The poor QoL and high rate of morbidity drive surgeons to reconsider the role of local therapy for early stage rectal cancer, which could preserve integrity of anal sphincter and pelvic autonomic nerve to maintain the best QoL. TEM, as a kind of local excision, was firstly introduced for the treatment of large rectal polyps and early rectal cancer in 1983 . As compared with traditional local resection approach, TEM achieves a better vision of operation area, which allows a very accurate and full-thickness excision of the tumor and mesorectum down to the ‘holy plane’ with an about 1cm surrounding tumor-free margin. A R0 resection margin of the specimen is significant importance for the rate of local recurrence.
Currently, TEM for rectal magligant tumor is just accepted for clinical T1 adenocarcinomas with favorable prognostic characteristics. In these patients, the rate of local recurrence and overall survival is similar compared with conventional radical TME surgery [43–45]. But for clinical T2 rectal cancer, with about 20% lymph node metastasis rate, the oncological outcomes and long-term survival of TEM are controversial . Following the development of NT in rectal cancer, it improves the local control of rectal cancer. NT can lead to a complete clinical response (CCR) in 10%–30% of rectal patient . This result brings about a new “wait and see” strategy. However smith et al  found that the residual mucosal abnormalities which were less than 3 cm had significantly association with ypT0-1 after neoadjuvant therapy for rectal cancer. And a CCR did not mean a complete pathological response (CPR) in some cases. So TEM + NT could be commended as an ontologically adequate treatment. But there are a very limited number of clinical trials comparing TEM with or without neoadjuvant therapy and radical surgery for clinical T2 rectal cancer. Our present research analyzed 4 studies, including 1 RCT + 3nRCT, which are focused on different short-term and long-term outcomes. Our primary endpoint is the local recurrence, overall recurrence and overall survival, which are paramount points of oncological outcomes. As the results described in our meta-analysis, for patients with clinical T2 low rectal cancer after NT, the local recurrence, overall recurrence and overall survival is similar with TME surgery; unfortunately, for clinical T2 patients without NT, the results of local recurrence rate, overall recurrence and overall survival are significantly worse than radical surgery. NT is the key point for this favorable outcome, because of it could reduce the local infiltration depth of cancer and the possibility of mesorectal lymph nodes metastasis [15–17].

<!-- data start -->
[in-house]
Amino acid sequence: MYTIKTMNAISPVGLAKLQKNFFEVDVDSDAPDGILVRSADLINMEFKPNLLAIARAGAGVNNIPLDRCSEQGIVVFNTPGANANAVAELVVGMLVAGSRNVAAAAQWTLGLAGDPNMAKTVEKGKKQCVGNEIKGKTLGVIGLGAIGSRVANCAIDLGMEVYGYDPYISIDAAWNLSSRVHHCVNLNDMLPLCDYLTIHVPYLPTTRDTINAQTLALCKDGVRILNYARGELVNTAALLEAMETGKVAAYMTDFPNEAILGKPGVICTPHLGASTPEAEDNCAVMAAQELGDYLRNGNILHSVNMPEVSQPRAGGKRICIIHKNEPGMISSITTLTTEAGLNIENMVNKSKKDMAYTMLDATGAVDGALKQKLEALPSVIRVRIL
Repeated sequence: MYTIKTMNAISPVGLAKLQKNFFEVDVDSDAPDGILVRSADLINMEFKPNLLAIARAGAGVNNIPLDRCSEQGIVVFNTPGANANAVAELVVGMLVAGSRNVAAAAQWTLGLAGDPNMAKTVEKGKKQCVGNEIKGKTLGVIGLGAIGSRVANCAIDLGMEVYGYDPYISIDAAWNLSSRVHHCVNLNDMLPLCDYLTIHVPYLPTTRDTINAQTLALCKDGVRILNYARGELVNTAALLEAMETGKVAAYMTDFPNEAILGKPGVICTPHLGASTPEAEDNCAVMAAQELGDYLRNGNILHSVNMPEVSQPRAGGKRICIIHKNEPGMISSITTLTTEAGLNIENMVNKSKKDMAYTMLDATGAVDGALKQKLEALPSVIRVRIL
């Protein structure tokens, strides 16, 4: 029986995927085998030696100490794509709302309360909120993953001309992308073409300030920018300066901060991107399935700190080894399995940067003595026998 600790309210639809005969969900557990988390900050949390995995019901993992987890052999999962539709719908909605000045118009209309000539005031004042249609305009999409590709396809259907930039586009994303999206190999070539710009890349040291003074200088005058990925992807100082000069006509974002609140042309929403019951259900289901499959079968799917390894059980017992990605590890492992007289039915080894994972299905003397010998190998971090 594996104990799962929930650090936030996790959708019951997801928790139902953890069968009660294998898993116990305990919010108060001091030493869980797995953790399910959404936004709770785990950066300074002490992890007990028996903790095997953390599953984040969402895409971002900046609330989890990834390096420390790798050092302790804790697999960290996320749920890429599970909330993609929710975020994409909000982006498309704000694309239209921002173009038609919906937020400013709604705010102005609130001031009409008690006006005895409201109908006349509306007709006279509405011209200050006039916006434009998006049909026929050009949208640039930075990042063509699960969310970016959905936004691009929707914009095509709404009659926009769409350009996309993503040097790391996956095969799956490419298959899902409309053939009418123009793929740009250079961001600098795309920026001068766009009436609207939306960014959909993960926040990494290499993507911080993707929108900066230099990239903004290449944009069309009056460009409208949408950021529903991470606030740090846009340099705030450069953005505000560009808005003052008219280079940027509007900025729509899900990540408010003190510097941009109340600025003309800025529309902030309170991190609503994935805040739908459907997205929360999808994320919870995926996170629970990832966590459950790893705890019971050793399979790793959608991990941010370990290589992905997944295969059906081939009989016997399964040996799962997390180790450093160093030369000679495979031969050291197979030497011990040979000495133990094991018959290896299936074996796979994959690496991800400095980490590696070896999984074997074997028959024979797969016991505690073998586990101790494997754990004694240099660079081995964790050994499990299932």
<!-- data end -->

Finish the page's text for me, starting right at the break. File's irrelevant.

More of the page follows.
Besides these, we must emphasize the advantage of TEM in terms of QoL. Although a nerve sparing technique is applied to laparoscopic TME, the anterior resection syndrome, including urinary dysfunctions, sexual, and variable defecation, still occurs with the rate of 50%-90% [49–52]. Obviously, TEM thoroughly win in this term [53, 54]. Moreover two studies reported that there are no significant differences in QoL between TEM and TEM after NT for locally advanced rectal cancer [54–55]. Many authors recommended that a temporary or definitive stoma should be applied to low anterior resection, it goes without saying that it would increase the prevalence of depression and worse the quality of life and, especially in some cultural contexts [41, 56].